Author's School

Arts & Sciences

Author's School

Graduate School of Arts & Sciences

Author's Department/Program

Germanic Languages and Literatures

Author's Department/Program

Germanic Languages and Literatures


English (en)

Date of Award

Summer 9-1-2014

Degree Type


Degree Name

Doctor of Philosophy (PhD)

Chair and Committee

Lutz Koepnick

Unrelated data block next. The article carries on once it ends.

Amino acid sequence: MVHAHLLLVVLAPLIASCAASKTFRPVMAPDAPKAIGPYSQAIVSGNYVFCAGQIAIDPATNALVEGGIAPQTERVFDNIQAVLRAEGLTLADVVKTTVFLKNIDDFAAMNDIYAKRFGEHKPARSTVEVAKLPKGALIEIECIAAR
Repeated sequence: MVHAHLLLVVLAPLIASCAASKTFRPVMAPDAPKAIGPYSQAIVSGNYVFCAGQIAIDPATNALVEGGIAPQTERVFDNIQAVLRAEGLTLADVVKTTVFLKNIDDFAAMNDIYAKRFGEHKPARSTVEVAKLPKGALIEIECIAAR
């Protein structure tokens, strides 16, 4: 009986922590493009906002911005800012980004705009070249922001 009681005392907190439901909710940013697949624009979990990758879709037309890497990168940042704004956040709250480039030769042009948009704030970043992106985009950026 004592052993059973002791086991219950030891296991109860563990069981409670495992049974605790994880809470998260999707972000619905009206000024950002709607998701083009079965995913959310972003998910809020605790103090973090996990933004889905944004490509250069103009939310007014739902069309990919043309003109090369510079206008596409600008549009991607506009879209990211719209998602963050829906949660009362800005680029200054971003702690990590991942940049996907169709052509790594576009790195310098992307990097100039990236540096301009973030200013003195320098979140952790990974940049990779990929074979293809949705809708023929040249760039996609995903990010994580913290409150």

This dissertation examines representations and constructions of violence in West German films at four main historical junctures between 1960 and 1980. Using a comparative approach, the project demonstrates how films of the period appropriate, rework, and challenge aesthetic paradigms from Hollywood in order to establish specifically "German" languages of violence in the cinema. It reveals how contemporary political and sociological discourses on violence in West Germany informed the aesthetics of violence in the cinema of the period. In particular, the project focuses on entertainment films that have been neglected in scholarship in favor of the more esoteric and experimental New German Cinema. Moving chronologically, the dissertation shows how early cinematic discourses on violence and form shifted to a focus in the 1970s on domestic social and political issues filtered through questions of genre. By exploring alternative forms and models of violence in West German cinema, this project sets out to expand the parameters that have limited our understanding of "film violence" since the 1960s.


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